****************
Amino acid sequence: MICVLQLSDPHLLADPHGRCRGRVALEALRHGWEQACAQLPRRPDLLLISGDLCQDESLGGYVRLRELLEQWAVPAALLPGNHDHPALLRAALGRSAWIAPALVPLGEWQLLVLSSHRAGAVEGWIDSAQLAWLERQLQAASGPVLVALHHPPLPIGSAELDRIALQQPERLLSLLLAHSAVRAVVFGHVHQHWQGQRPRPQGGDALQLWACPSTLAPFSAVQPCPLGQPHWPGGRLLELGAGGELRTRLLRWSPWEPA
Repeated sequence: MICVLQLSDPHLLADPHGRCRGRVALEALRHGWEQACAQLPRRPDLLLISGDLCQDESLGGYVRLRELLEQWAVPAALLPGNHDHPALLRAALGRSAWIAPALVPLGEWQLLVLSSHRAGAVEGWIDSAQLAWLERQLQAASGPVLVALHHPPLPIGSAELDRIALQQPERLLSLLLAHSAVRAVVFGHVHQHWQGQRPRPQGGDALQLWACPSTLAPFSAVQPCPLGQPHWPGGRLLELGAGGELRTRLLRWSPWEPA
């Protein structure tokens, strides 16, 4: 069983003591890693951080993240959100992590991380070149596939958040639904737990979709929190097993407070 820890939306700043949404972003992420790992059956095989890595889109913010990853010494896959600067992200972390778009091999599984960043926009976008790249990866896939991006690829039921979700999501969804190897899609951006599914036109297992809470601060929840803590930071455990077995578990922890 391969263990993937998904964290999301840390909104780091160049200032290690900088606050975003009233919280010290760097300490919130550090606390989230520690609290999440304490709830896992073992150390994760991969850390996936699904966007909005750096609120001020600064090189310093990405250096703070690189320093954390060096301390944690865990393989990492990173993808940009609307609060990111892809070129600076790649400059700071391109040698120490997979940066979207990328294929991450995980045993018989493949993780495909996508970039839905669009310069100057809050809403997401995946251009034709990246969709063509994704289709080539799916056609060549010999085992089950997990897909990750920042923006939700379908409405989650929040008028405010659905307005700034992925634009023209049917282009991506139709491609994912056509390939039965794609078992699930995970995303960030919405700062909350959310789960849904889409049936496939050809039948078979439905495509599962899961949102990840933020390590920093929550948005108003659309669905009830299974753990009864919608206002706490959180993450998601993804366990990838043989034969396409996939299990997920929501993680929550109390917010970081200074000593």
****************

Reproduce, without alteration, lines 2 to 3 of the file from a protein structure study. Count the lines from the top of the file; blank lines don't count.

Repeated sequence: MICVLQLSDPHLLADPHGRCRGRVALEALRHGWEQACAQLPRRPDLLLISGDLCQDESLGGYVRLRELLEQWAVPAALLPGNHDHPALLRAALGRSAWIAPALVPLGEWQLLVLSSHRAGAVEGWIDSAQLAWLERQLQAASGPVLVALHHPPLPIGSAELDRIALQQPERLLSLLLAHSAVRAVVFGHVHQHWQGQRPRPQGGDALQLWACPSTLAPFSAVQPCPLGQPHWPGGRLLELGAGGELRTRLLRWSPWEPA
């Protein structure tokens, strides 16, 4: 069983003591890693951080993240959100992590991380070149596939958040639904737990979709929190097993407070 820890939306700043949404972003992420790992059956095989890595889109913010990853010494896959600067992200972390778009091999599984960043926009976008790249990866896939991006690829039921979700999501969804190897899609951006599914036109297992809470601060929840803590930071455990077995578990922890 391969263990993937998904964290999301840390909104780091160049200032290690900088606050975003009233919280010290760097300490919130550090606390989230520690609290999440304490709830896992073992150390994760991969850390996936699904966007909005750096609120001020600064090189310093990405250096703070690189320093954390060096301390944690865990393989990492990173993808940009609307609060990111892809070129600076790649400059700071391109040698120490997979940066979207990328294929991450995980045993018989493949993780495909996508970039839905669009310069100057809050809403997401995946251009034709990246969709063509994704289709080539799916056609060549010999085992089950997990897909990750920042923006939700379908409405989650929040008028405010659905307005700034992925634009023209049917282009991506139709491609994912056509390939039965794609078992699930995970995303960030919405700062909350959310789960849904889409049936496939050809039948078979439905495509599962899961949102990840933020390590920093929550948005108003659309669905009830299974753990009864919608206002706490959180993450998601993804366990990838043989034969396409996939299990997920929501993680929550109390917010970081200074000593």